All Cleaned Up – I Corinthians 4:9-11

by Pastor John Fredericksen

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One of our grandchildren had just been bathed, dressed in clean clothes, and readied to walk out the door. While her mother attended to another child, she promptly got all messed up again. When mom discovered what had happened she, with a frustration in her voice, called her by the first, middle and last name, saying, “…I just got you all cleaned up. Now look at yourself.”

When the Apostle Paul addresses the saints at Corinth, some of them were returning to the filth pit of sinful practices they knew prior to their salvation. He tells them: “Be not deceived: neither fornicators, nor idolaters, nor adulterers, nor effeminate, nor abusers of themselves with mankind, nor thieves, nor covetous, nor drunkards, nor revilers, nor extortioners, shall inherit the kingdom of God. And such were some of you: but ye are washed, but ye are sanctified, but ye are justified in the name of the Lord Jesus…” (I Corinthians 6:9-11). Sinners, such as those described above, cannot enter eternal life in the identity of sin. But when the Corinthians trusted Christ, all that guilt was taken away. They now stood in the pure identity and righteousness of Christ (II Corinthians 5:21).

For Israel, in the Old Testament, their future promises picture what we, and believers at Corinth, already possess. Jehovah promised Israel: “In the day…I shall have cleansed you from all your iniquities…” (Ezekiel 36:33). God will command them: “…Take away the filthy garments from him. And…I have caused thine iniquity to pass from thee…I will clothe thee with a change of raiment” (Zechariah 3:4). One day, Israel will say in rejoicing: “…for He hath clothed me with the garments of salvation; He hath covered me with the robe of righteousness…” (Isaiah 61:10). When Paul tells the Corinthians they were now washed from their sin, justified in Christ, and sanctified unto God, he wanted them to realize they should live up to their new standing in Christ, not down to the depths of sinful conduct prior to salvation. This is why he explains some things are “not expedient” (meaning advantageous or profitable), that they must not be “brought under the power” of any sin, or use their body for anything “…but for the Lord” (I Corinthians 4:12-13). Instead, they were to live their lives as a “new creature” (II Corinthians 5:17), living up to their clean condition in Christ.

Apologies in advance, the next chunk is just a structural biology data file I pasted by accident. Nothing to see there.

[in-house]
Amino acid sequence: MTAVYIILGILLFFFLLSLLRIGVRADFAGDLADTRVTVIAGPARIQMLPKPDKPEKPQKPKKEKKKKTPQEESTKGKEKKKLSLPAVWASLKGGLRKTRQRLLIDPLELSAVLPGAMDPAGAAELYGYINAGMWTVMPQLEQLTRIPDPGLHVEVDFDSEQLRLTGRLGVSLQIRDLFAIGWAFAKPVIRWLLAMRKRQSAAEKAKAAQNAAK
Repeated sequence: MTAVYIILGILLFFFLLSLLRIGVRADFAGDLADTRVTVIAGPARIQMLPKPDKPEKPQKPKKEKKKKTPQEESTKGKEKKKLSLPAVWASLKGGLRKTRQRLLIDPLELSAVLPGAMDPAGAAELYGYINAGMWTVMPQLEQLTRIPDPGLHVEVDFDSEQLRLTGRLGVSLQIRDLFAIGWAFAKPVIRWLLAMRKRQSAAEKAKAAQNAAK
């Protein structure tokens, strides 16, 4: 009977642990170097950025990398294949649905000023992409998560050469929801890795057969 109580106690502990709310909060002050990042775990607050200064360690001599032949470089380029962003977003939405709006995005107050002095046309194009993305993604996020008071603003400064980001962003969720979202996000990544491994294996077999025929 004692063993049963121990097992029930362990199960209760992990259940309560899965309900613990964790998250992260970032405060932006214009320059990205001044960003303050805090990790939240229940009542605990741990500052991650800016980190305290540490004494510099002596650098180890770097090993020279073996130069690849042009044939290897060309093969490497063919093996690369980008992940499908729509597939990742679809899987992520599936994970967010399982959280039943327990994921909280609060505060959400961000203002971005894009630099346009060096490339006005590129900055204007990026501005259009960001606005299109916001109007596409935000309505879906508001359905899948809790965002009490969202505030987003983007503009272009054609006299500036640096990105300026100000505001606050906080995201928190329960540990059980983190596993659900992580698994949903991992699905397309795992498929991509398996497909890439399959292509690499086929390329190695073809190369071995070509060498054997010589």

If old sinful practices have crept back into your life, forsake them today. Honor Christ anew.

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Start each day with short, devotional articles taken from the book Daily Transformation by Pastor John Fredericksen. As Pastor Fredericksen writes in the introduction:

"We welcome you, as you journey with us..., to not only learn information, but to benefit from examples of faith and failure, and seek to apply God’s Word to every day life. Together, let’s transition from only studying theories of doctrine, to applying God’s truths in a practical way every day. May God use these studies to help you find daily transformation."